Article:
Does anyone have any idea what RPM blowers of this type and size were run at and what CFM they put out? I realize hard data is unlikely to be around and speculation/extrapolation from similar size Buffalo forge blowers more likely. I've found that allot of Canadian forging equipment was made identical or almost identical to the major US manufactures. Buffalo Forge even had a Canadian subsidiary so I don't doubt this blower has a US eqivilent.
I hope to use it for a propane forge and have a means of ducting it into my coal forge. I was the only bid at $10 or$7US for it. I picked up a 405# Peter Wright that has had the working face nicely redressed for $650 CDN or $450 US. A double horn 466# went for $575CDN or $400US.
   the Duck - Sunday, 06/08/03 21:34:03 GMT


Have you considered using heavy round stock, bending it (hot or cold), and flattening it on the anvil? I have a little experience flattening round stock, and it seems a lot easier than making flat bar arc around a cone mandrel.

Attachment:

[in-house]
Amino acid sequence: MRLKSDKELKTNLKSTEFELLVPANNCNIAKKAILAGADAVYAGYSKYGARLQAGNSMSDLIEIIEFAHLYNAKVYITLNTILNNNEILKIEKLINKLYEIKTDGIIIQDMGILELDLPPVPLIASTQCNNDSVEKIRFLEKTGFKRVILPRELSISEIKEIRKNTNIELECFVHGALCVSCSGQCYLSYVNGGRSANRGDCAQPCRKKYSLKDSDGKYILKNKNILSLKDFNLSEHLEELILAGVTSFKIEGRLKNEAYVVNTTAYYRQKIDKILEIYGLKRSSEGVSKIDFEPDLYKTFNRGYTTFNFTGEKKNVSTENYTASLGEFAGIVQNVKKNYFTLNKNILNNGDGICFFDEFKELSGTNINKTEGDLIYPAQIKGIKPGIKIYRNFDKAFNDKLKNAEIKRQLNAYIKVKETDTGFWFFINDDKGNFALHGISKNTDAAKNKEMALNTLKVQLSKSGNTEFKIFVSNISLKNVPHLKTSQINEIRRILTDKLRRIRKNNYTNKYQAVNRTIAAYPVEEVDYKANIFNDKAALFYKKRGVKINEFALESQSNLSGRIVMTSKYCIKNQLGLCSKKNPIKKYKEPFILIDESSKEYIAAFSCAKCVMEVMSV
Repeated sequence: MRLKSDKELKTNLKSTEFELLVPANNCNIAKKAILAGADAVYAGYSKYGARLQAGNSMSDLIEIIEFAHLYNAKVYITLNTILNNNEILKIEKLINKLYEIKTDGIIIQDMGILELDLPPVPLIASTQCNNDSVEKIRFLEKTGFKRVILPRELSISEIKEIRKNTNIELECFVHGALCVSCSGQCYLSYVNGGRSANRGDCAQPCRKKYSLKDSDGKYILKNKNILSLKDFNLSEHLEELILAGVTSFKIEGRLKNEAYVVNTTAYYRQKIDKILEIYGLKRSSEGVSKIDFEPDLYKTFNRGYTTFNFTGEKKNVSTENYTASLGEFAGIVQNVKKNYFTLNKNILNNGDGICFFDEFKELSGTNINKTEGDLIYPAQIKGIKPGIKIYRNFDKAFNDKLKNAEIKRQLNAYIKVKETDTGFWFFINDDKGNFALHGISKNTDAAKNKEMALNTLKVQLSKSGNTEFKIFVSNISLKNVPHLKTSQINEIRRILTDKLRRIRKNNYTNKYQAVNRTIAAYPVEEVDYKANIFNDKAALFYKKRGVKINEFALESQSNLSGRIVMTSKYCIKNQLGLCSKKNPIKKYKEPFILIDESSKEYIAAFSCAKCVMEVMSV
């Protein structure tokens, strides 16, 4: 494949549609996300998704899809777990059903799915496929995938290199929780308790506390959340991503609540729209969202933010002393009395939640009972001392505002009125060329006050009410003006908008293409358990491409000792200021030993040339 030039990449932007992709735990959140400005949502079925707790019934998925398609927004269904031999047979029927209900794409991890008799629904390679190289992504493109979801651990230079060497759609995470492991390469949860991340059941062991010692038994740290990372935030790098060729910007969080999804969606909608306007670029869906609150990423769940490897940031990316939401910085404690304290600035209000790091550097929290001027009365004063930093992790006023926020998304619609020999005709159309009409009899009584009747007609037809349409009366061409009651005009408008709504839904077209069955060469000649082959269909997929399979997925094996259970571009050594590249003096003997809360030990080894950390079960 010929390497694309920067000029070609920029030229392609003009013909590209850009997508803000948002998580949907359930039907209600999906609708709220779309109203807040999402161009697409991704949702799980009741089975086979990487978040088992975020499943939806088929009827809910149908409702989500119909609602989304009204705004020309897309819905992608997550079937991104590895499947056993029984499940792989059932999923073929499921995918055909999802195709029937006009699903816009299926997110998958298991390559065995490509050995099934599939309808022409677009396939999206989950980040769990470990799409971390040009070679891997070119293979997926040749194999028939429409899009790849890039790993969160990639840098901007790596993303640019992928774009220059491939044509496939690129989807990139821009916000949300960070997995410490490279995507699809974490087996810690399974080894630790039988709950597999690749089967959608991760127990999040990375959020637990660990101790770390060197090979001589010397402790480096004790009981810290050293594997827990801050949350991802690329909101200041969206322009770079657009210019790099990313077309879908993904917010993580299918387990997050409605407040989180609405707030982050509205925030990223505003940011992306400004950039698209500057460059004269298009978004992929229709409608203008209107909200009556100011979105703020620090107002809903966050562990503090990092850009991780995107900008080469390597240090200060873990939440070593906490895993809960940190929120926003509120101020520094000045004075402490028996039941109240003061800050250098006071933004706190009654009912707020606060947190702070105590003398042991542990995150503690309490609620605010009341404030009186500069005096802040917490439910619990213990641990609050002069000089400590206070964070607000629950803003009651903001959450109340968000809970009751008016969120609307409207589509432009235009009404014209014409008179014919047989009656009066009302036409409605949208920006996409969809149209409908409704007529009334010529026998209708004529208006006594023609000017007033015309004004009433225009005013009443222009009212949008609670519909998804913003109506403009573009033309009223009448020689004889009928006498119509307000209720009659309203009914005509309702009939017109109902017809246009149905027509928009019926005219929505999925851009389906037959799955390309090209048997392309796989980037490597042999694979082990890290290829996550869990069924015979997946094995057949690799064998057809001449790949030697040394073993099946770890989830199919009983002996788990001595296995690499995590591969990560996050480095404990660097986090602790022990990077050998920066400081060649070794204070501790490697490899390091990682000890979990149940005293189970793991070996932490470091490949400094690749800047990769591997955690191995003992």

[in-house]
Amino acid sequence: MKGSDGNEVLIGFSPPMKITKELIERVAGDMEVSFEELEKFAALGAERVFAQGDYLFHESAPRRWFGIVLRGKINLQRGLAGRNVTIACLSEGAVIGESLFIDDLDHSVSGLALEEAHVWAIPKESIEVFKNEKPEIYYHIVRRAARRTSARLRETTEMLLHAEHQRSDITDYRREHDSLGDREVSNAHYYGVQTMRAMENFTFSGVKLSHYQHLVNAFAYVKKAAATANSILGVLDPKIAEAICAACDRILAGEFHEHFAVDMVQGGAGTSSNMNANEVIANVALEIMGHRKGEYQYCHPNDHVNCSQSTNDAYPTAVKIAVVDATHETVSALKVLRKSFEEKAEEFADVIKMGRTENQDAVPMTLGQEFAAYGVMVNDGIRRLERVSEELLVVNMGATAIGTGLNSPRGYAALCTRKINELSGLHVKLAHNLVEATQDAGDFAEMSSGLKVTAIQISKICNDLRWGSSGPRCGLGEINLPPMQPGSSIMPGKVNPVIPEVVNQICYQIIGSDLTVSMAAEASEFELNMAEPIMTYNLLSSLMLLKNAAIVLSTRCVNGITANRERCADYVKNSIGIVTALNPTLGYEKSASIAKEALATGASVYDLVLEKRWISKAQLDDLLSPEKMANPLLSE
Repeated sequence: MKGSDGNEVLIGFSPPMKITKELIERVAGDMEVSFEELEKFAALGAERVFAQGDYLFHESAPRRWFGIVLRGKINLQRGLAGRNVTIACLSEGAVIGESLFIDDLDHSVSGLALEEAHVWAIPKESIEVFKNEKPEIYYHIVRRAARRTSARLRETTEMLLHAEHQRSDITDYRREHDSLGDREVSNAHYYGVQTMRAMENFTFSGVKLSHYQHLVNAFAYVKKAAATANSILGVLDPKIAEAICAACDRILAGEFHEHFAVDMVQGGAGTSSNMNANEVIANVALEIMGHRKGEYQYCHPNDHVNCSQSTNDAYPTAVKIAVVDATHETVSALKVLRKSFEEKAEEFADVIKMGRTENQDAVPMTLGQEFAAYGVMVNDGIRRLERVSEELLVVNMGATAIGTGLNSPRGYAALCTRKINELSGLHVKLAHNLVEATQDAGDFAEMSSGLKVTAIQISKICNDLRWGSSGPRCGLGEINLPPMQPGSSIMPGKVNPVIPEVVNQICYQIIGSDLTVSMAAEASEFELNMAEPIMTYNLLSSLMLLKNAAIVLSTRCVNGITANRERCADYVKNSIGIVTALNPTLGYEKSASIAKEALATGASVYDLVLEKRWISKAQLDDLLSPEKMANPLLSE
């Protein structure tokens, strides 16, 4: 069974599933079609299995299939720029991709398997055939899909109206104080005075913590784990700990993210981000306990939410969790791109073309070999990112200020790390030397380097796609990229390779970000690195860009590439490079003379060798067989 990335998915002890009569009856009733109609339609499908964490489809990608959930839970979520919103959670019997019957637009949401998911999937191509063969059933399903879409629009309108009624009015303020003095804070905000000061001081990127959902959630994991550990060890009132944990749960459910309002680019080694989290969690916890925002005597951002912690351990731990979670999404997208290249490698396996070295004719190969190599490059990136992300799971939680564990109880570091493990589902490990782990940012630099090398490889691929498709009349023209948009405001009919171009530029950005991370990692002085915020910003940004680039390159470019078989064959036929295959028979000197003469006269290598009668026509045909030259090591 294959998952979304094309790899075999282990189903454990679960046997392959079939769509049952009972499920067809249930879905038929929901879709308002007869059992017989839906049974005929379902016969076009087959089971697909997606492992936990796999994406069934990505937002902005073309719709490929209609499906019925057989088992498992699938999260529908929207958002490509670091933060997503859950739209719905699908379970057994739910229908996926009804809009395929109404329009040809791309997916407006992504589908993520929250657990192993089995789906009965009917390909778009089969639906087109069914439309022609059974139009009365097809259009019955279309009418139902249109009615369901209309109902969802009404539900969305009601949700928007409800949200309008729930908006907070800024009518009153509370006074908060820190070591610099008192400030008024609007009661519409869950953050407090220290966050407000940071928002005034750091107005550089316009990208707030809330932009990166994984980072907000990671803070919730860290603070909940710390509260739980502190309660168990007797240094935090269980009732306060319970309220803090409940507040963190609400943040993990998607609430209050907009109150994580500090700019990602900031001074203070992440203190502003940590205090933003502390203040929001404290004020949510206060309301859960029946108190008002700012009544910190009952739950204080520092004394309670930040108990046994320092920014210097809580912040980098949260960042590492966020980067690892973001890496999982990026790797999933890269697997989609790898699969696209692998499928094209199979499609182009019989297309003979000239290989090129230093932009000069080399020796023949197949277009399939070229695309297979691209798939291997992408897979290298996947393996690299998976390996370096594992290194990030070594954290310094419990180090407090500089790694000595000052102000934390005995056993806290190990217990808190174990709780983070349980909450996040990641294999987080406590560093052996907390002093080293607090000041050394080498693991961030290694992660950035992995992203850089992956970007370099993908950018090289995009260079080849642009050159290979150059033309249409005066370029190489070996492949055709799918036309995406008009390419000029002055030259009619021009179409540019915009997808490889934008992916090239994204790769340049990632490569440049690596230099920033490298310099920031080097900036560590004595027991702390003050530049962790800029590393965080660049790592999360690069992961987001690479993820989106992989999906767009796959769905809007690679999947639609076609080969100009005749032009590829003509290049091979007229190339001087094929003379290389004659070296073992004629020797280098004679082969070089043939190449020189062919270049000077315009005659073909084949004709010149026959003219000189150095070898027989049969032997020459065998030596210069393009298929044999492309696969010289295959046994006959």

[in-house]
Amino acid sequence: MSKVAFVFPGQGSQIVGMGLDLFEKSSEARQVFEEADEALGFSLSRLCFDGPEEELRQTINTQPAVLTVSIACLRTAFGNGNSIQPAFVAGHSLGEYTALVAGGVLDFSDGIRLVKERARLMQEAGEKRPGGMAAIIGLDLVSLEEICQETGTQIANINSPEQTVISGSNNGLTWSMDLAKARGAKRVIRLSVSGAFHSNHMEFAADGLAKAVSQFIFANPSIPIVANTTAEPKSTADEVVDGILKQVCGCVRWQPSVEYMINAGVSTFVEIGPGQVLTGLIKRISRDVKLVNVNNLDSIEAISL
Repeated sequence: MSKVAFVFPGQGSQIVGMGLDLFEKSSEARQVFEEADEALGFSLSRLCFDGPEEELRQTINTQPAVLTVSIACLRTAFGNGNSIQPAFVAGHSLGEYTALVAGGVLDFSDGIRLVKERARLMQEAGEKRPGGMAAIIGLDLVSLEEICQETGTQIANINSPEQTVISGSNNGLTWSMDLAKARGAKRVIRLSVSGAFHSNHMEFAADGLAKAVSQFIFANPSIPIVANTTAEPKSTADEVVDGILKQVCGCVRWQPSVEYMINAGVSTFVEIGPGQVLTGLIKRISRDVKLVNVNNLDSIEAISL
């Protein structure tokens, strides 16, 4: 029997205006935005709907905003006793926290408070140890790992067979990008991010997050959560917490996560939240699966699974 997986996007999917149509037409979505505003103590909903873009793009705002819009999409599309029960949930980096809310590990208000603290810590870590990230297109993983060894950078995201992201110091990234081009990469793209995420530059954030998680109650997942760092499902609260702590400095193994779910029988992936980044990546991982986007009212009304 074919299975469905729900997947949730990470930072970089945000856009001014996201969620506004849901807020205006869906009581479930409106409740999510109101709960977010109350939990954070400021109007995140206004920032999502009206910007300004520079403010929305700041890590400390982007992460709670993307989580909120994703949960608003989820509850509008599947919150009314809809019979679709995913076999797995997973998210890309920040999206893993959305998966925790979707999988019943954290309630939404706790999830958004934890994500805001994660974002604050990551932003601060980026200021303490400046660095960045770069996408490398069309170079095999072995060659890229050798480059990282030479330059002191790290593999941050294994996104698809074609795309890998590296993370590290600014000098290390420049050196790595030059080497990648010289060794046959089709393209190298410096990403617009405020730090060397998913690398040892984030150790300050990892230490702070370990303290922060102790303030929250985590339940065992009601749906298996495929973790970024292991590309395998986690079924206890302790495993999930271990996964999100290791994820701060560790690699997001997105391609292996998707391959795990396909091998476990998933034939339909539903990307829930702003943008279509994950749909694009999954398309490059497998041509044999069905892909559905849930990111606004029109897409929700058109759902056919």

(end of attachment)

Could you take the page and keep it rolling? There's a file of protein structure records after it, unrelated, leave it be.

T. Gold - Sunday, 06/08/03 22:00:15 GMT

*Medieval* clock making; just a couple of points --- they were using Wrought Iron and Wrought Iron derived steels and they were *not* casting iron into cones. The picture, of course, is renaissance.

Now to step a bit farther afield "Mechanick Exercises" by Joseph Moxon (I have a reprint of the 1703 edition) gives detailed instructions on making a clockwork jack that uses no tools unknown to the medieval smith. . . . though for a larger gear I would probably rough out the gear teeth hot or cold cutting and file to final form.

RealWrought Iron forge welds very nicely and so it was a technique used a lot more often than we use it today---we go out of our way to avoid it, they preferentially used it!

Good Luck

   - Thomas Powers - Sunday, 06/08/03 22:34:16 GMT